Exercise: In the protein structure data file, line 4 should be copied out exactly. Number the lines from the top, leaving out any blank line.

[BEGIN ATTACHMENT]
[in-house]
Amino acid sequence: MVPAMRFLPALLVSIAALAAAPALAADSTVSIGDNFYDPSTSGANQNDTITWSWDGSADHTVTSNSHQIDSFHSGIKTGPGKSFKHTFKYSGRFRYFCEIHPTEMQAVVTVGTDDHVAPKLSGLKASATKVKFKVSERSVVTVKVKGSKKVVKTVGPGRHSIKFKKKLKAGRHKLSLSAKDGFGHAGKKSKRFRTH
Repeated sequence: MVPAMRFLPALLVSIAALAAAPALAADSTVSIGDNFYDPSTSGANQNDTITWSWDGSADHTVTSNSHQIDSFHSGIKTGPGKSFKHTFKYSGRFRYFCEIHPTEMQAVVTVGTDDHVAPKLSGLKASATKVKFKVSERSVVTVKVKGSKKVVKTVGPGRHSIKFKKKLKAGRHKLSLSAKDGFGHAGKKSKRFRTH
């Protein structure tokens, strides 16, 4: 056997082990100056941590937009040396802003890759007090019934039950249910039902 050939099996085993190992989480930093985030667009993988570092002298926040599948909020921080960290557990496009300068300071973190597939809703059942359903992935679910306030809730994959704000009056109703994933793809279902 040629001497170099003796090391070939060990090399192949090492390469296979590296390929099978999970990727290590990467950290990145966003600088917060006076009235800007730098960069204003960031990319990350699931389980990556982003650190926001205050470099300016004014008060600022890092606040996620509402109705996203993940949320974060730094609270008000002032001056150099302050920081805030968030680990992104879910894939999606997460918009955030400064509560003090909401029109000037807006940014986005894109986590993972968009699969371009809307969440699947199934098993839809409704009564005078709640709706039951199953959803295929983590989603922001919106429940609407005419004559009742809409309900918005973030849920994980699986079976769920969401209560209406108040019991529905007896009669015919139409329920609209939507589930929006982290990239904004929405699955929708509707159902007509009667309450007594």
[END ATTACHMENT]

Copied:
């Protein structure tokens, strides 16, 4: 056997082990100056941590937009040396802003890759007090019934039950249910039902 050939099996085993190992989480930093985030667009993988570092002298926040599948909020921080960290557990496009300068300071973190597939809703059942359903992935679910306030809730994959704000009056109703994933793809279902 040629001497170099003796090391070939060990090399192949090492390469296979590296390929099978999970990727290590990467950290990145966003600088917060006076009235800007730098960069204003960031990319990350699931389980990556982003650190926001205050470099300016004014008060600022890092606040996620509402109705996203993940949320974060730094609270008000002032001056150099302050920081805030968030680990992104879910894939999606997460918009955030400064509560003090909401029109000037807006940014986005894109986590993972968009699969371009809307969440699947199934098993839809409704009564005078709640709706039951199953959803295929983590989603922001919106429940609407005419004559009742809409309900918005973030849920994980699986079976769920969401209560209406108040019991529905007896009669015919139409329920609209939507589930929006982290990239904004929405699955929708509707159902007509009667309450007594």